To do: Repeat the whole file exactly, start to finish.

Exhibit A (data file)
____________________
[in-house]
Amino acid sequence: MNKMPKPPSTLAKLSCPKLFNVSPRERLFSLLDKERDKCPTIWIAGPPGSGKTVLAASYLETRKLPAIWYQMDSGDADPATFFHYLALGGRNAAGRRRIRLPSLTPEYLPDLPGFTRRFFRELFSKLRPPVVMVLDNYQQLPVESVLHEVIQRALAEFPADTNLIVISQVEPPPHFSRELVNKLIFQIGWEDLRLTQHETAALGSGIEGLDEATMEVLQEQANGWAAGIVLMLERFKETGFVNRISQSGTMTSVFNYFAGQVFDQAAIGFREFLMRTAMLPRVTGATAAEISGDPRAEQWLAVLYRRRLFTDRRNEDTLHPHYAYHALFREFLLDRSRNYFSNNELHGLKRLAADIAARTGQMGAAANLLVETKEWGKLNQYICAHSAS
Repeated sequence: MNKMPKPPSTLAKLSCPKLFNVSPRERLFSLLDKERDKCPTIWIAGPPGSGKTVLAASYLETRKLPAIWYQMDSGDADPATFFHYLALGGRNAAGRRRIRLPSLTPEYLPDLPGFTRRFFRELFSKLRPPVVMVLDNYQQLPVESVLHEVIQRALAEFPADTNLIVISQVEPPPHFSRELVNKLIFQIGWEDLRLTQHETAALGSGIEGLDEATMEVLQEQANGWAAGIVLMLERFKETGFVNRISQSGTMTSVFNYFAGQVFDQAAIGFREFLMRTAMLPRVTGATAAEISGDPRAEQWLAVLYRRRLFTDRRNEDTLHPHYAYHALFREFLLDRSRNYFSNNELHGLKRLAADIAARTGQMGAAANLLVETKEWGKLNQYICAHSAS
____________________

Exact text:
[in-house]
Amino acid sequence: MNKMPKPPSTLAKLSCPKLFNVSPRERLFSLLDKERDKCPTIWIAGPPGSGKTVLAASYLETRKLPAIWYQMDSGDADPATFFHYLALGGRNAAGRRRIRLPSLTPEYLPDLPGFTRRFFRELFSKLRPPVVMVLDNYQQLPVESVLHEVIQRALAEFPADTNLIVISQVEPPPHFSRELVNKLIFQIGWEDLRLTQHETAALGSGIEGLDEATMEVLQEQANGWAAGIVLMLERFKETGFVNRISQSGTMTSVFNYFAGQVFDQAAIGFREFLMRTAMLPRVTGATAAEISGDPRAEQWLAVLYRRRLFTDRRNEDTLHPHYAYHALFREFLLDRSRNYFSNNELHGLKRLAADIAARTGQMGAAANLLVETKEWGKLNQYICAHSAS
Repeated sequence: MNKMPKPPSTLAKLSCPKLFNVSPRERLFSLLDKERDKCPTIWIAGPPGSGKTVLAASYLETRKLPAIWYQMDSGDADPATFFHYLALGGRNAAGRRRIRLPSLTPEYLPDLPGFTRRFFRELFSKLRPPVVMVLDNYQQLPVESVLHEVIQRALAEFPADTNLIVISQVEPPPHFSRELVNKLIFQIGWEDLRLTQHETAALGSGIEGLDEATMEVLQEQANGWAAGIVLMLERFKETGFVNRISQSGTMTSVFNYFAGQVFDQAAIGFREFLMRTAMLPRVTGATAAEISGDPRAEQWLAVLYRRRLFTDRRNEDTLHPHYAYHALFREFLLDRSRNYFSNNELHGLKRLAADIAARTGQMGAAANLLVETKEWGKLNQYICAHSAS